Talking to a pretty girl. Applying for your dream job. Letting a friend or family member read a short story you wrote. The fear of rejection can stop most people from even trying. For those that do try and meet with rejection, the pain of it can be enough to stop them from ever giving it another shot. For teens especially, this rejection can not only hurt, but be overwhelming, turning them to unhealthy methods of coping.

But is that all there is? Of course not. The good news is studies have shown that despite education or physical attributes, mental fortitude – or “grit” – can determine a person’s success.

The better news? You can build and strengthen your grit.

What Strong Minds Do

In an article published recently, it was noted that those with strong minds do the following seven things:

  1. They acknowledge their discomfort
  2. They give themselves a reality check
  3. They celebrate their courage
  4. They refuse to allow failure to define them
  5. They practice self-compassion
  6. They learn from rejection
  7. They move forward with confidence

If you look closer, you can see the one thing they all have in common.

The Reality of Rejection

When looked at as such a simple list, it can be both difficult to understand how these few things can set someone apart from others who find rejection so hard to cope with. There is one thing, though, at the root of each viewpoint: a basis in a realistic perspective.

The mentally strong, those that bounce back quickly from rejection, don’t have an inflated sense of ego, but instead realize that rejection is just that, a rejection. It’s not the end. In order to overcome rejection, you have to realize that mistakes will be made. That fact is human nature. No matter what you’re trying to accomplish, there will be times when what you’ve done won’t be good enough. It doesn’t mean you aren’t good enough. In mankind’s entire history, we have yet to find a better form of education other than trial and error.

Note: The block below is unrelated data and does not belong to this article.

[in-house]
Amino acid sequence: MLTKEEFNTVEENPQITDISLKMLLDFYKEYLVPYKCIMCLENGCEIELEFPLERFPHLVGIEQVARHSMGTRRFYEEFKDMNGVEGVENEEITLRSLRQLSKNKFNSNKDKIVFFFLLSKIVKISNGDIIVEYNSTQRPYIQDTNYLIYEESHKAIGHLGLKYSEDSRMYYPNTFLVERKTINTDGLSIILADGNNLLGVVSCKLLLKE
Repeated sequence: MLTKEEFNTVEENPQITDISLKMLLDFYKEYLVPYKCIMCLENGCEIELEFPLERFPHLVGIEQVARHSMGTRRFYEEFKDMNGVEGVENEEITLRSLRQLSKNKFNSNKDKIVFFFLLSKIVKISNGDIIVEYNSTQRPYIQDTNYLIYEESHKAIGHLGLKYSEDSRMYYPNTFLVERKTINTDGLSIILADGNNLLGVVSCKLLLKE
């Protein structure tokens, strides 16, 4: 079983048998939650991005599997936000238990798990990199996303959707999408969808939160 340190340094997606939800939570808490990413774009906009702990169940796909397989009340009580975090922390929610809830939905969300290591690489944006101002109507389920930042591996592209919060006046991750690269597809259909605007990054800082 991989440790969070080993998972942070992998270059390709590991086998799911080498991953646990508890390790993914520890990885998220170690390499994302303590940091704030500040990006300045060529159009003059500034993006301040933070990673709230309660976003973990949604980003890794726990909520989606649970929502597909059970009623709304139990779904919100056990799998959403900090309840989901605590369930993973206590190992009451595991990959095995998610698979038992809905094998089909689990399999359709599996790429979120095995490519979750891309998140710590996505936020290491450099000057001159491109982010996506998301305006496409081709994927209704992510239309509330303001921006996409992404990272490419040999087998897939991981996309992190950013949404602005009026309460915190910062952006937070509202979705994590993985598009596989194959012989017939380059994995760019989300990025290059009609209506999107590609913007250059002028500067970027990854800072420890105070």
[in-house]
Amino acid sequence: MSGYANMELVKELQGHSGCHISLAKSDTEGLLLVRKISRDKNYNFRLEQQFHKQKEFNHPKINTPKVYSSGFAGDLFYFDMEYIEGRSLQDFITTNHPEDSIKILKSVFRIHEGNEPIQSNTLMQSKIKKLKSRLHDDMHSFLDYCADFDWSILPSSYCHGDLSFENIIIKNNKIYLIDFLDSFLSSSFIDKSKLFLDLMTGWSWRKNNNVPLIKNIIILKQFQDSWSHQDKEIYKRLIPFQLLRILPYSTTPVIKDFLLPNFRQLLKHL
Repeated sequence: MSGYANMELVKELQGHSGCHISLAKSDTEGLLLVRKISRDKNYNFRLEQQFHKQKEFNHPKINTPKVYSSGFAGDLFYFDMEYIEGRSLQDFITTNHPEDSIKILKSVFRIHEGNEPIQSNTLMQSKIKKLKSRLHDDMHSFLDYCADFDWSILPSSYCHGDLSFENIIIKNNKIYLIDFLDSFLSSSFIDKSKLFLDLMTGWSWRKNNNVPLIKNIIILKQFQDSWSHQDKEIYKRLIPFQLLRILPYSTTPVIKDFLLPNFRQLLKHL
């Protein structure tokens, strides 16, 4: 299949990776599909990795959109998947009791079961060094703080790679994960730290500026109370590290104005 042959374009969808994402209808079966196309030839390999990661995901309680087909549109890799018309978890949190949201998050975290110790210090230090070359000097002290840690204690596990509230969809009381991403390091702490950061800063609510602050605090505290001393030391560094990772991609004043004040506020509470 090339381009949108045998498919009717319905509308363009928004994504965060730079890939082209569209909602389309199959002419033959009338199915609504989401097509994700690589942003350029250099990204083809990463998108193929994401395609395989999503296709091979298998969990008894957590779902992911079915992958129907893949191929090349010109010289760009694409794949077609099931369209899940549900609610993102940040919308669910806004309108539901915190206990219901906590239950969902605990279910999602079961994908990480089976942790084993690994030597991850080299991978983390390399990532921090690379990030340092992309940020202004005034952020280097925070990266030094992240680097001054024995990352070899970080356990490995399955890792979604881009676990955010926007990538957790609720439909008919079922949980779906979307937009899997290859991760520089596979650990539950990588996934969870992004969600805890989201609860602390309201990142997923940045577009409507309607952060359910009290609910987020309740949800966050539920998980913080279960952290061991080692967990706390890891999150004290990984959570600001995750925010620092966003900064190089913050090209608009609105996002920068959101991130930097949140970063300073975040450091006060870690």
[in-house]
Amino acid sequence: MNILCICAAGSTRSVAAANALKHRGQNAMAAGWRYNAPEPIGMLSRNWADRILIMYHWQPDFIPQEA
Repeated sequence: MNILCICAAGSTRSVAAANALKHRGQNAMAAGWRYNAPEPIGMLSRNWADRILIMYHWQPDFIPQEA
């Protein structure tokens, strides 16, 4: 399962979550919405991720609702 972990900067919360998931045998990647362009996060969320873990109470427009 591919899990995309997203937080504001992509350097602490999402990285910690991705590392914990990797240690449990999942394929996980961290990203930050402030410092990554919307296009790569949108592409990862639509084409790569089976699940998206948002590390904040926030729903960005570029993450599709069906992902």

It’s not that those succeeding aren’t making mistakes and being rejected. It’s that they’re learning from those rejections and pressing on.

Building Grit

There are programs and therapies out there ready to help, but even simple things such as deep breathing exercises help not only self-awareness, but also gives you the tools you need to control yourself when you start feeling the anxiety of rejection building.

Just like a muscle, your mental fortitude can be strengthened. Rejection may always sting, but it doesn’t have to be the end.

Author's Bio: 

Tyler Jacobson is a father, husband, and freelancer, with experience in writing and outreach for parent and organizations that help troubled teen boys. Tyler has offered humor and research backed advice to readers on parenting tactics, problems in education, issues with social media, mental disorders, addiction, and troublesome issues raising teen boys. Connect with Tyler on: Twitter | Linkedin